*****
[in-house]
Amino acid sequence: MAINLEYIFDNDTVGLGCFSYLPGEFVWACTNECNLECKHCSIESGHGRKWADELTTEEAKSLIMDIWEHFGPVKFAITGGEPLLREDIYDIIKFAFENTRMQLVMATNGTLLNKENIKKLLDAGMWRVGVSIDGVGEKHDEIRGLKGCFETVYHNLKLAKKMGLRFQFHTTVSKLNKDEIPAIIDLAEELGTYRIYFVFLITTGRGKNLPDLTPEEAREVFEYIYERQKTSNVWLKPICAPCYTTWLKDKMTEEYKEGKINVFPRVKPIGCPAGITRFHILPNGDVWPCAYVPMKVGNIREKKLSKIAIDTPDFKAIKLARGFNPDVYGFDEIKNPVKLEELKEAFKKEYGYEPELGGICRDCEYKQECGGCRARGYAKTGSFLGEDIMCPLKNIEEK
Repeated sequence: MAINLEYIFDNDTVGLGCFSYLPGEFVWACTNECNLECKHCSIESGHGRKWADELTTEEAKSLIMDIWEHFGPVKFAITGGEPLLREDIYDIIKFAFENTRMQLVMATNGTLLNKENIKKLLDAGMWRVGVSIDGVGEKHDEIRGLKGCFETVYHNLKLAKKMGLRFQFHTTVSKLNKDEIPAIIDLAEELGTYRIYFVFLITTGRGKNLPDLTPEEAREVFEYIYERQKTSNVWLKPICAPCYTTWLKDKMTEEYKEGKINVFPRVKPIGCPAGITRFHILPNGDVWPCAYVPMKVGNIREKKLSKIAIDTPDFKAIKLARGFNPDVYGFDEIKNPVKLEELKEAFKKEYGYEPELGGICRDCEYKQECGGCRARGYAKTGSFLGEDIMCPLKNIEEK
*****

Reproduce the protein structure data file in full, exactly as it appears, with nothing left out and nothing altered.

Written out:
[in-house]
Amino acid sequence: MAINLEYIFDNDTVGLGCFSYLPGEFVWACTNECNLECKHCSIESGHGRKWADELTTEEAKSLIMDIWEHFGPVKFAITGGEPLLREDIYDIIKFAFENTRMQLVMATNGTLLNKENIKKLLDAGMWRVGVSIDGVGEKHDEIRGLKGCFETVYHNLKLAKKMGLRFQFHTTVSKLNKDEIPAIIDLAEELGTYRIYFVFLITTGRGKNLPDLTPEEAREVFEYIYERQKTSNVWLKPICAPCYTTWLKDKMTEEYKEGKINVFPRVKPIGCPAGITRFHILPNGDVWPCAYVPMKVGNIREKKLSKIAIDTPDFKAIKLARGFNPDVYGFDEIKNPVKLEELKEAFKKEYGYEPELGGICRDCEYKQECGGCRARGYAKTGSFLGEDIMCPLKNIEEK
Repeated sequence: MAINLEYIFDNDTVGLGCFSYLPGEFVWACTNECNLECKHCSIESGHGRKWADELTTEEAKSLIMDIWEHFGPVKFAITGGEPLLREDIYDIIKFAFENTRMQLVMATNGTLLNKENIKKLLDAGMWRVGVSIDGVGEKHDEIRGLKGCFETVYHNLKLAKKMGLRFQFHTTVSKLNKDEIPAIIDLAEELGTYRIYFVFLITTGRGKNLPDLTPEEAREVFEYIYERQKTSNVWLKPICAPCYTTWLKDKMTEEYKEGKINVFPRVKPIGCPAGITRFHILPNGDVWPCAYVPMKVGNIREKKLSKIAIDTPDFKAIKLARGFNPDVYGFDEIKNPVKLEELKEAFKKEYGYEPELGGICRDCEYKQECGGCRARGYAKTGSFLGEDIMCPLKNIEEK